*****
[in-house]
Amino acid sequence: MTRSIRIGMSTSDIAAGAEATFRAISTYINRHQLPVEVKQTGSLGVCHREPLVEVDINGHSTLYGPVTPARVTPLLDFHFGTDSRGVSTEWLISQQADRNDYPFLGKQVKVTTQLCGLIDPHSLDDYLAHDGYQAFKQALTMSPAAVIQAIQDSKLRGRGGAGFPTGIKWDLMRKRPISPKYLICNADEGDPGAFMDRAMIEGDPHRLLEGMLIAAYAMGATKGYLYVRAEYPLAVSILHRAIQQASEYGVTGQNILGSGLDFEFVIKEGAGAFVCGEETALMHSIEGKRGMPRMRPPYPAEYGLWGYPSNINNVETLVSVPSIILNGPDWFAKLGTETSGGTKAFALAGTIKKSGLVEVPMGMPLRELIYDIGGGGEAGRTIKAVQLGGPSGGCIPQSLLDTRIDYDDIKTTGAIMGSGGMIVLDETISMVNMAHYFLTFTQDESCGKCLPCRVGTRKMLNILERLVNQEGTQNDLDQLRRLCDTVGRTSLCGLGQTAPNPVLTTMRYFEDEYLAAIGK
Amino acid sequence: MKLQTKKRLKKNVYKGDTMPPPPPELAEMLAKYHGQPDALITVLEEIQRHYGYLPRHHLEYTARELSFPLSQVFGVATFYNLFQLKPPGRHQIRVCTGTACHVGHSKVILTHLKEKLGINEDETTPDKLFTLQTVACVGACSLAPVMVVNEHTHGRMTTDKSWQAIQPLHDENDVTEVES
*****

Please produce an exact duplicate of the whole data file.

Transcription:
[in-house]
Amino acid sequence: MTRSIRIGMSTSDIAAGAEATFRAISTYINRHQLPVEVKQTGSLGVCHREPLVEVDINGHSTLYGPVTPARVTPLLDFHFGTDSRGVSTEWLISQQADRNDYPFLGKQVKVTTQLCGLIDPHSLDDYLAHDGYQAFKQALTMSPAAVIQAIQDSKLRGRGGAGFPTGIKWDLMRKRPISPKYLICNADEGDPGAFMDRAMIEGDPHRLLEGMLIAAYAMGATKGYLYVRAEYPLAVSILHRAIQQASEYGVTGQNILGSGLDFEFVIKEGAGAFVCGEETALMHSIEGKRGMPRMRPPYPAEYGLWGYPSNINNVETLVSVPSIILNGPDWFAKLGTETSGGTKAFALAGTIKKSGLVEVPMGMPLRELIYDIGGGGEAGRTIKAVQLGGPSGGCIPQSLLDTRIDYDDIKTTGAIMGSGGMIVLDETISMVNMAHYFLTFTQDESCGKCLPCRVGTRKMLNILERLVNQEGTQNDLDQLRRLCDTVGRTSLCGLGQTAPNPVLTTMRYFEDEYLAAIGK
Amino acid sequence: MKLQTKKRLKKNVYKGDTMPPPPPELAEMLAKYHGQPDALITVLEEIQRHYGYLPRHHLEYTARELSFPLSQVFGVATFYNLFQLKPPGRHQIRVCTGTACHVGHSKVILTHLKEKLGINEDETTPDKLFTLQTVACVGACSLAPVMVVNEHTHGRMTTDKSWQAIQPLHDENDVTEVES